Category Archives: Raspberry Pi

PiZ SuperCap safe shutdown for Raspberry Pi Zero

Last year, I learned of a new Kickstarter that solved a significant problem with using a Raspberry Pi for embedded “turn key” projects. The Raspberry Pi is a disk-based Linux system, using a microSD card in place of a hard drive. If you kill power to a Raspberry Pi without safely shutting down Linux first, file system corrupt can occur. I have seen this dozens of times over the years on my devices. When it happens, I just reformat the memory card and re-image it and continue.

But now we don’t have to — at least not if we are using the Pi Zero.

Abhinav Shukla created the PiZ SuperCap and launched it as a Kickstarter in 2021. The device is a small circuit board with a capacitor. It connects to a Pi Zero via the I/O header. Instead of plugging the USB power cable directly in to the Pi, you plug it in to the PiZ SuperCap board. This charges the capacitor then begins powering the Pi.

PiZ SuperCap by Abhinav Shukla

If power is disconnected, the capacitor has enough power to run the Pi Zero for a short amount of time (about 15 seconds). It also toggles a GPIO pin to indicate that power has been lost. By running a simple Python script on the Pi, you can now detect when power has been lost and, if it is not resumed in a set amount of seconds, safely shut down the Pi Zero by issuing a “shutdown” command.

I backed ten of these units, and I am glad I did. They work great! Now I can use a Pi Zero for any type of embedded project I want and just kill power when I want to shut down.

How it works

Here are some things to be aware of:

  1. When you first apply power, the Pi Zero will not immediately power up like you are used to. It must first charge the capacitor. The Pi Zero won’t actually start up until about 8 seconds after you apply power.
  2. When you turn off power, if no shutdown script is installed, the Pi won’t turn off until the capacity runs out. On my Pi Zero W (first version), I timed it at 75 seconds when just sitting at a text console login prompt. If you are running a graphical desktop or any programs using the CPU, it won’t last that long.
  3. The PiZ SuperCap will toggle GPIO pin 4 to indicate a power loss. To enable safe shutdown, you need some form of program or script that will monitor GPIO pin 4 and shut the system down when power goes away. The sample code provided uses a 9 second delay before deciding to power off, making the unit act like a mini UPS rather than shutting down on any temporary power blip. Clever.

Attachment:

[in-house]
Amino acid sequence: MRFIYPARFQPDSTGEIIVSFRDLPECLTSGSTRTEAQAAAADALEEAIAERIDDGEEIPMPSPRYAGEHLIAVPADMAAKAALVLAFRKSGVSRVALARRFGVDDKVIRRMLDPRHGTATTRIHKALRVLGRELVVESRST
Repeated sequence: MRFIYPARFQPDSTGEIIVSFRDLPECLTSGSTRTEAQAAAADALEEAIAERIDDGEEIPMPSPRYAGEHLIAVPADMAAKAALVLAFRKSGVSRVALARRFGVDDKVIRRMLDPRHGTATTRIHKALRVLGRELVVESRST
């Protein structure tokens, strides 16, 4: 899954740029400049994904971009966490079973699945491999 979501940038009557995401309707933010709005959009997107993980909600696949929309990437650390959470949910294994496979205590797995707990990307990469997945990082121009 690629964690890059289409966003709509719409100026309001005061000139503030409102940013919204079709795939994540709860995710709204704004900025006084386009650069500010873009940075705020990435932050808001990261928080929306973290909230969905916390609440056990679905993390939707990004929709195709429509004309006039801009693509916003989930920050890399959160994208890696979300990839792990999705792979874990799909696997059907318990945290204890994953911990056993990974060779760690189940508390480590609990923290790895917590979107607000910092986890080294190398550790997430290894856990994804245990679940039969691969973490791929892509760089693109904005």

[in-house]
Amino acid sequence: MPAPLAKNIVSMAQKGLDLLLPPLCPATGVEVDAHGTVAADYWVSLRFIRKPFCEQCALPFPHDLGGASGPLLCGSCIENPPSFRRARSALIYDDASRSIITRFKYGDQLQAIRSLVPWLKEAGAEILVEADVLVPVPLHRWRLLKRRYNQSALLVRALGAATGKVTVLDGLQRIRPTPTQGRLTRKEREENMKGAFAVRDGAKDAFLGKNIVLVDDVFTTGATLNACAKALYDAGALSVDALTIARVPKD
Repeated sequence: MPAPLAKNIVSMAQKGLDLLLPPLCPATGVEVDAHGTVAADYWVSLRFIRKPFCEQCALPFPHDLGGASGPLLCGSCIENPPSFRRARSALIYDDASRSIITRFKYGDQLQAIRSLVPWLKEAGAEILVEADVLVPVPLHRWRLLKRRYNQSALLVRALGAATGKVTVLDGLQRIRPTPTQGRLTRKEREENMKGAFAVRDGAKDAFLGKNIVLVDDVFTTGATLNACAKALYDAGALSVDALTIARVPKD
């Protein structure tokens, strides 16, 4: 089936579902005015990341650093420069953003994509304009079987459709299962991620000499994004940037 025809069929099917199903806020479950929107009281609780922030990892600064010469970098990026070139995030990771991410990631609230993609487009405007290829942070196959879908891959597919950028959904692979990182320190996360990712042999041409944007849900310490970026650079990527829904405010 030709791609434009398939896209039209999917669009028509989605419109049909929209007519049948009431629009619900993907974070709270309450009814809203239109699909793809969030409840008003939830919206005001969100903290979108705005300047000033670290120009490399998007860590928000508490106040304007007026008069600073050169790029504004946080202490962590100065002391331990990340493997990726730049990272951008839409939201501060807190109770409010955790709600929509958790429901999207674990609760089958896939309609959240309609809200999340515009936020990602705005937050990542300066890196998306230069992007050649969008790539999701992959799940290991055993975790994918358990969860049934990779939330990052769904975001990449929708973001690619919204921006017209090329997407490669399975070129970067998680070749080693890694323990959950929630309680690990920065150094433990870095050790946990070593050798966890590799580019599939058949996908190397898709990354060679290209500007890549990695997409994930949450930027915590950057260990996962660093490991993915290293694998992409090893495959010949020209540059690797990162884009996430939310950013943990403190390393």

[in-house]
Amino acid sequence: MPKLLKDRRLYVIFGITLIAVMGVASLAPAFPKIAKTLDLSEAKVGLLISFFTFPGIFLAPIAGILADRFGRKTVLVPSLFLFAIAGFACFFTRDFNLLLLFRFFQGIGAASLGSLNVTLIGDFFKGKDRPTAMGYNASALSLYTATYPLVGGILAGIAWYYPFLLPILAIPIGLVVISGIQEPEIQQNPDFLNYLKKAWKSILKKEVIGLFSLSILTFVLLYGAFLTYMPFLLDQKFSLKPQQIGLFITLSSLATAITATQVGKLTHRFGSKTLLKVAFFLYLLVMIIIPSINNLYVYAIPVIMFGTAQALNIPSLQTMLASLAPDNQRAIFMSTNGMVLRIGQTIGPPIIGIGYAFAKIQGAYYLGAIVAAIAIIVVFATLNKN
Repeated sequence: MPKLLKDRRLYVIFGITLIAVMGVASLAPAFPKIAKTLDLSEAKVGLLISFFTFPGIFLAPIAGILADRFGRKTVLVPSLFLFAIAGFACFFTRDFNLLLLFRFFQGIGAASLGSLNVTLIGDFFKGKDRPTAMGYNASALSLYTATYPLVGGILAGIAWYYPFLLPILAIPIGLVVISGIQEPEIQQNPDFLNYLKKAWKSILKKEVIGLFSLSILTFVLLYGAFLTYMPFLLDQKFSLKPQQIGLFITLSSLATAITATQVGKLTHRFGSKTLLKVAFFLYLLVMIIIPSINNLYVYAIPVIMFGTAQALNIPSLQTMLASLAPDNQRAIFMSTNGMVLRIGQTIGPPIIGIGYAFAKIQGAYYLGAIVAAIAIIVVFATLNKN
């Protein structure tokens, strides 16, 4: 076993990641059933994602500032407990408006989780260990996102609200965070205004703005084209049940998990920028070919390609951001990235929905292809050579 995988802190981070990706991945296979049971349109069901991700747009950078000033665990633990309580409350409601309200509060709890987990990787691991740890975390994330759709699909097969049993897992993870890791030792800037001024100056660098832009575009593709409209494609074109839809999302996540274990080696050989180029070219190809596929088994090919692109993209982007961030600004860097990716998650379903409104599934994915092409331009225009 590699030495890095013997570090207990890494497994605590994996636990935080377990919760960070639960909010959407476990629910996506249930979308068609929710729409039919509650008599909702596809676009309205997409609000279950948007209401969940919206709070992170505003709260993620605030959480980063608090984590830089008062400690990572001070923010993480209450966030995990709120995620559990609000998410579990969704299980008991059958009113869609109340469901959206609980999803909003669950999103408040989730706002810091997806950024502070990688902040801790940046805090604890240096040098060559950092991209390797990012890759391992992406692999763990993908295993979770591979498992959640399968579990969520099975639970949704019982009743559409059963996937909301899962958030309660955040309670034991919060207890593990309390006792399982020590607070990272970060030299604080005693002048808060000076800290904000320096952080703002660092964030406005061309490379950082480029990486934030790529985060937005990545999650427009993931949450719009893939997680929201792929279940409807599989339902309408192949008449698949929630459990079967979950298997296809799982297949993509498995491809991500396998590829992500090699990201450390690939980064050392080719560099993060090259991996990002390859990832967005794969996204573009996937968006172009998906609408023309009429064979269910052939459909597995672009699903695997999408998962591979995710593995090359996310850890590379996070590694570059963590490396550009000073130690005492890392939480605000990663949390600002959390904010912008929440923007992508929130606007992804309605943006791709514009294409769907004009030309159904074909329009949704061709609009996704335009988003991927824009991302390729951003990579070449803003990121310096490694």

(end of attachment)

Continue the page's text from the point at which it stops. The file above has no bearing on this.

Shutdown script

The designer provides some sample Python code on the project page, but here is a shorter one I came up with. I am not a Python programmer, so I have no idea if my technique is good. I just wanted it to block until it sees a power loss, and either shut down (after a delay) or continue:


import RPi.GPIO as GPIO
import time
import os

GPIO.setup(4, GPIO.IN)

while True:
        # Wait for power to drop.
        print ("Waiting for power loss...");
        GPIO.wait_for_edge(4, GPIO.FALLING)
        print ("Power loss")

        # Give user 9 seconds to restore power.
        print ("Waiting to see if power is restored...")

        if GPIO.input(4) == 0:
                print ("Power not restored.")
                os.system("sudo shutdown -h now")
                print ("Power restored.")

The above script has print statements in it so you can run it from the console to verify it is working. Those can be removed (or commented out) once you are sure it works.

You will need to do a “chmod +x” to make it executable.

If you want to make it run on startup, edit the /etc/rc.local file:

sudo pico /etc/rc.local

…and add this line at the end before “exit 0”:

# Pi Z SuperCap monitor script:
python /home/pi/supercap

You can then restart the system (“sudo restart now”) and when it reboots, the script should be running. Disconnect power and after 9 seconds (or whatever time you modify the script to use) it will issue a safe “shutdown” command.

3-D printed enclosure

I have created a very simple 3-D printer enclosure that holds a Raspberry Pi Zero and the PiZ SuperCap. Let me know if this is something you might want.

PiZ SuperCap by Abhinav Shukla in a custom 3-D printed enclosure by Sub-Etha Software.

Support the designer

If one of these might be of interest to you, consider backing the project at:

Raspberry Pi Pico?

For those who find the unwieldy huge size of the Raspberry Pi Zero off-putting, the Raspberry Pi Foundation has now released a Raspberry Pi Pico.

It uses a custom chip, the RP2040, and seems to be more of an Arduino than a Pi. It has 264KB of memory and can be programmed in C/C++ or MicroPython. Thus, it is not a Linux system.

The unfortunate name of calling it a Pi may cause some confusion.

But it’s still neat. With the Pi group entering this market, it finally gives them something to compete with Arduino. The Pi is great, but having a slow-booting disk base OS that can corrupt the file system if you do not shut down properly each time was not a good fit for embedded designs.

The Pi Zero is $5, and the new Pi Pico is $4. This is a great price point compared to things like the mini Arduinos, but it’s for folks who can solder if you want to hook anything to it. Since the Pi Zeros are sold with versions that have header pins soldered on (for $5 more), it seems likely someone will do that for the Pico allowing folks who don’t solder well (such as myself) to make use of this item.

My current favorite supplier of Pi items is Vilros:

More to come…

Pi Problems.

I have six Raspberry Pis (three Pi Zero Ws, two Pi 3s, and one Pi 4). Tonight I tried to upgrade some of them.

  • My CoCo-Pi 3 unit booted and I was able to update it and install the latest CoCo-Pi emulator package.
  • My second Pi 3 booted to a kernel panic, and I am having to reinstall.
  • My first Pi Zero W got stuck on the Rainbow screen so I’ll have to reinstall it.
  • My second Pi Zero W has a different operating system running on it that I did not touch.
  • I also have a Pi 4 that is a retro game system, but I did not check it.